Bell & Ross BRS Quartz thermocompensated?
Like Tree15Likes

Thread: Bell & Ross BRS Quartz thermocompensated?

Page 1 of 3 1 2 3 LastLast
Results 1 to 10 of 21
  1. #1
    MBQ
    MBQ is offline
    Member
    Join Date
    Jul 2019
    Location
    Sweden
    Posts
    42

    Bell & Ross BRS Quartz thermocompensated?

    Im not sure if it has been discussed before, but are the Bell & Ross BRS Quartz watches thermocompensated? I came across the ETA Flatline E61.511 PreceDrive caliber on WatchBase and the BRS seems to be using the movement according to the site. BRS arent mentioned as HAQs, not when reading about HAQ watches online or by Bell & Ross themselves. Personally I like the design and the BRS seems to be the right size in their line, at least for me. It would be great to add another watch to the list of HAQ alternatives as there arent too many to choose from, and they are a bit cheaper than Breitling and Grand Seiko.

  2. #2
    HAQ and AW moderator
    Join Date
    May 2005
    Posts
    7,202

    Re: Bell & Ross BRS Quartz thermocompensated?

    Not that I am aware of, but I have not checked in depth.

  3. #3
    Member
    Join Date
    Jun 2015
    Location
    southern New Mexico
    Posts
    8,750

    Re: Bell & Ross BRS Quartz thermocompensated?

    https://www.eta.ch/en/our-products/q...ments/flatline
    The E61.511 does have the PreciDrive icon.

    and

    https://watchbase.com/eta/caliber/e61-511

    quoting:
    PreciDrive can achieve a precision which can pass theCOSC chronometer certification, provided the watch is not exposed to impacts, and kept at a temperature of between 20c and 30c. This precision can be achieved thanks to the thermo-compensation operating principle, which controls and regulates the motor pulses according to changes in the ambient temperature. By virtue of combining the quartz and integrated circuit in the same waterproof case, the precision is insensitive to moisture.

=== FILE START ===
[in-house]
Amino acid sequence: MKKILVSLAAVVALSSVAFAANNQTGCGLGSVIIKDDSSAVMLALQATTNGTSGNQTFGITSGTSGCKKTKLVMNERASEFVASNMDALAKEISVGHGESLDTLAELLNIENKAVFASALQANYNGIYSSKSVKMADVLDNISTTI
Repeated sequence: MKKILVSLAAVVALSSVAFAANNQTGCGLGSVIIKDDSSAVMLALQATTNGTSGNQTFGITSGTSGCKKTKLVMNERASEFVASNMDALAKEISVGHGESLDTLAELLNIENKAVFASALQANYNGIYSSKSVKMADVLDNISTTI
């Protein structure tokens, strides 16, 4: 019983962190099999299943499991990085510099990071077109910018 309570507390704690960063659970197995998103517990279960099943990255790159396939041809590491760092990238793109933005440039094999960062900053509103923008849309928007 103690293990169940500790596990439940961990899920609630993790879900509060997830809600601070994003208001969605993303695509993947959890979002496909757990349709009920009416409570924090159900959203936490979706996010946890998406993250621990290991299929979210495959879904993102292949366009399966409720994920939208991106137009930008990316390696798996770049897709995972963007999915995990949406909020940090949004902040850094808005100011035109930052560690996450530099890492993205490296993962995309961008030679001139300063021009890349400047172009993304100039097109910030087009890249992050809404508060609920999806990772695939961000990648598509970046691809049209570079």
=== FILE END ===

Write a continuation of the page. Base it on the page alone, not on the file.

So, yes it is. Small movement for a 39 mm case...which shows, in where the subdial is.

    My problem is with the asking price, and I'd be a LOT happier if it wasn't using the gauge-style case. That's a 39 mm square case on your wrist, so it's gonna be a BIG puppy. I'll grant that these are consistent issues with almost all B&R; I think they're overcharging (a LOT) for their trademark style.
    Covenant and MBQ like this.
    The truth is rarely pure and never simple.

    Oscar Wilde, The Importance of Being Earnest

  4. Remove Advertisements
    WatchUSeek.com
    Advertisements
     

  5. #4
    Member
    Join Date
    Jun 2015
    Location
    southern New Mexico
    Posts
    8,750

    Re: Bell & Ross BRS Quartz thermocompensated?

    Side point. Battery life on the E61 series is pretty short...28 or 39 months. Quite a bit of this is because they're using the 321 coin cell, which is small and thinner. The same size F-series (F04) uses the slightly thicker 364; the larger F06 and F07 movements use 371's. So, the F04 gives 36/48 months; the F06, 68 or 94.

    Now, ok, the E61 is the Flatline..."high end" movement. It is thinner. But this is a sports watch; who needs thin? The Flatlines are listed as repairable, but is this really a notable issue?
    Covenant, ronalddheld and MBQ like this.
    The truth is rarely pure and never simple.

    Oscar Wilde, The Importance of Being Earnest

  6. #5
    Member gaijin's Avatar
    Join Date
    Oct 2007
    Location
    GMT -7
    Posts
    7,478

    Re: Bell & Ross BRS Quartz thermocompensated?

    Quote Originally Posted by gangrel View Post
    https://www.eta.ch/en/our-products/q...ments/flatline
    The E61.511 does have the PreciDrive icon.

    and

    https://watchbase.com/eta/caliber/e61-511

    quoting:
    PreciDrive can achieve a precision which can pass theCOSC chronometer certification, provided the watch is not exposed to impacts, and kept at a temperature of between 20c and 30c. This precision can be achieved thanks to the thermo-compensation operating principle, which controls and regulates the motor pulses according to changes in the ambient temperature. By virtue of combining the quartz and integrated circuit in the same waterproof case, the precision is insensitive to moisture.


    So, yes it is. Small movement for a 39 mm case...which shows, in where the subdial is.

    My problem is with the asking price, and I'd be a LOT happier if it wasn't using the gauge-style case. That's a 39 mm square case on your wrist, so it's gonna be a BIG puppy. I'll grant that these are consistent issues with almost all B&R; I think they're overcharging (a LOT) for their trademark style.